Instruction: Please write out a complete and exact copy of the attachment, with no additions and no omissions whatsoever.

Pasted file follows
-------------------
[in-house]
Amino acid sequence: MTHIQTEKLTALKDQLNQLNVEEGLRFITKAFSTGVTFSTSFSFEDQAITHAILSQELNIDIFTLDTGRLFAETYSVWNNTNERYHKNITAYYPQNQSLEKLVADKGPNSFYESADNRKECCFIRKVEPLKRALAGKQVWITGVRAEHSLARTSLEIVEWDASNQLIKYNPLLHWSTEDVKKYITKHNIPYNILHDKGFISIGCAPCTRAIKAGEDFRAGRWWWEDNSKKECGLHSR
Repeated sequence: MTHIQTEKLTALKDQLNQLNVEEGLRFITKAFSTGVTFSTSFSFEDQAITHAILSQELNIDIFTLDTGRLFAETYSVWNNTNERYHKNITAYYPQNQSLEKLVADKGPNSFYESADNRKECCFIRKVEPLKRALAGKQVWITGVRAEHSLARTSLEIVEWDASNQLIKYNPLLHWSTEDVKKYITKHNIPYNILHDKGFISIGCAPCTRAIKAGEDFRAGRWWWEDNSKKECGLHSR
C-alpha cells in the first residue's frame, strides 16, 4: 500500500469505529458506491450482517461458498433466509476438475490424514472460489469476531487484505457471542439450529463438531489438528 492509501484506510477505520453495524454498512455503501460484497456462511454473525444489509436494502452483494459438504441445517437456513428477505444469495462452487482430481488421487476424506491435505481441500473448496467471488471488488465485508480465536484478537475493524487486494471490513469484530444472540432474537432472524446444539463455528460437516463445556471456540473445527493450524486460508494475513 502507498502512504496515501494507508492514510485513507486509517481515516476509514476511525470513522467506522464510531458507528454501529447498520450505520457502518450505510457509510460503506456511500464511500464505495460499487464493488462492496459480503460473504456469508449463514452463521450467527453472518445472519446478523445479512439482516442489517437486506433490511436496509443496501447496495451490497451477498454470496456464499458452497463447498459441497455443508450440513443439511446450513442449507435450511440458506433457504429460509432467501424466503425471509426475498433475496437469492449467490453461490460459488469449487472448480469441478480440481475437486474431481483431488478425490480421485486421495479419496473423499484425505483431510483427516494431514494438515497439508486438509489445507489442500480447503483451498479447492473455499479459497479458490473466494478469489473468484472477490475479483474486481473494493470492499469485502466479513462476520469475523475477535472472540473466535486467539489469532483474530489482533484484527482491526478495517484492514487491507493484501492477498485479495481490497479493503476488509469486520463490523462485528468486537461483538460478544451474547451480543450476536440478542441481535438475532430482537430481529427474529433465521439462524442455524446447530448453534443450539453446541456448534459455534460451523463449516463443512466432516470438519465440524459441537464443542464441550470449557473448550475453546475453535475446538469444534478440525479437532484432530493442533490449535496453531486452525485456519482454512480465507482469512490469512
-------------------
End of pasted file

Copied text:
[in-house]
Amino acid sequence: MTHIQTEKLTALKDQLNQLNVEEGLRFITKAFSTGVTFSTSFSFEDQAITHAILSQELNIDIFTLDTGRLFAETYSVWNNTNERYHKNITAYYPQNQSLEKLVADKGPNSFYESADNRKECCFIRKVEPLKRALAGKQVWITGVRAEHSLARTSLEIVEWDASNQLIKYNPLLHWSTEDVKKYITKHNIPYNILHDKGFISIGCAPCTRAIKAGEDFRAGRWWWEDNSKKECGLHSR
Repeated sequence: MTHIQTEKLTALKDQLNQLNVEEGLRFITKAFSTGVTFSTSFSFEDQAITHAILSQELNIDIFTLDTGRLFAETYSVWNNTNERYHKNITAYYPQNQSLEKLVADKGPNSFYESADNRKECCFIRKVEPLKRALAGKQVWITGVRAEHSLARTSLEIVEWDASNQLIKYNPLLHWSTEDVKKYITKHNIPYNILHDKGFISIGCAPCTRAIKAGEDFRAGRWWWEDNSKKECGLHSR
C-alpha cells in the first residue's frame, strides 16, 4: 500500500469505529458506491450482517461458498433466509476438475490424514472460489469476531487484505457471542439450529463438531489438528 492509501484506510477505520453495524454498512455503501460484497456462511454473525444489509436494502452483494459438504441445517437456513428477505444469495462452487482430481488421487476424506491435505481441500473448496467471488471488488465485508480465536484478537475493524487486494471490513469484530444472540432474537432472524446444539463455528460437516463445556471456540473445527493450524486460508494475513 502507498502512504496515501494507508492514510485513507486509517481515516476509514476511525470513522467506522464510531458507528454501529447498520450505520457502518450505510457509510460503506456511500464511500464505495460499487464493488462492496459480503460473504456469508449463514452463521450467527453472518445472519446478523445479512439482516442489517437486506433490511436496509443496501447496495451490497451477498454470496456464499458452497463447498459441497455443508450440513443439511446450513442449507435450511440458506433457504429460509432467501424466503425471509426475498433475496437469492449467490453461490460459488469449487472448480469441478480440481475437486474431481483431488478425490480421485486421495479419496473423499484425505483431510483427516494431514494438515497439508486438509489445507489442500480447503483451498479447492473455499479459497479458490473466494478469489473468484472477490475479483474486481473494493470492499469485502466479513462476520469475523475477535472472540473466535486467539489469532483474530489482533484484527482491526478495517484492514487491507493484501492477498485479495481490497479493503476488509469486520463490523462485528468486537461483538460478544451474547451480543450476536440478542441481535438475532430482537430481529427474529433465521439462524442455524446447530448453534443450539453446541456448534459455534460451523463449516463443512466432516470438519465440524459441537464443542464441550470449557473448550475453546475453535475446538469444534478440525479437532484432530493442533490449535496453531486452525485456519482454512480465507482469512490469512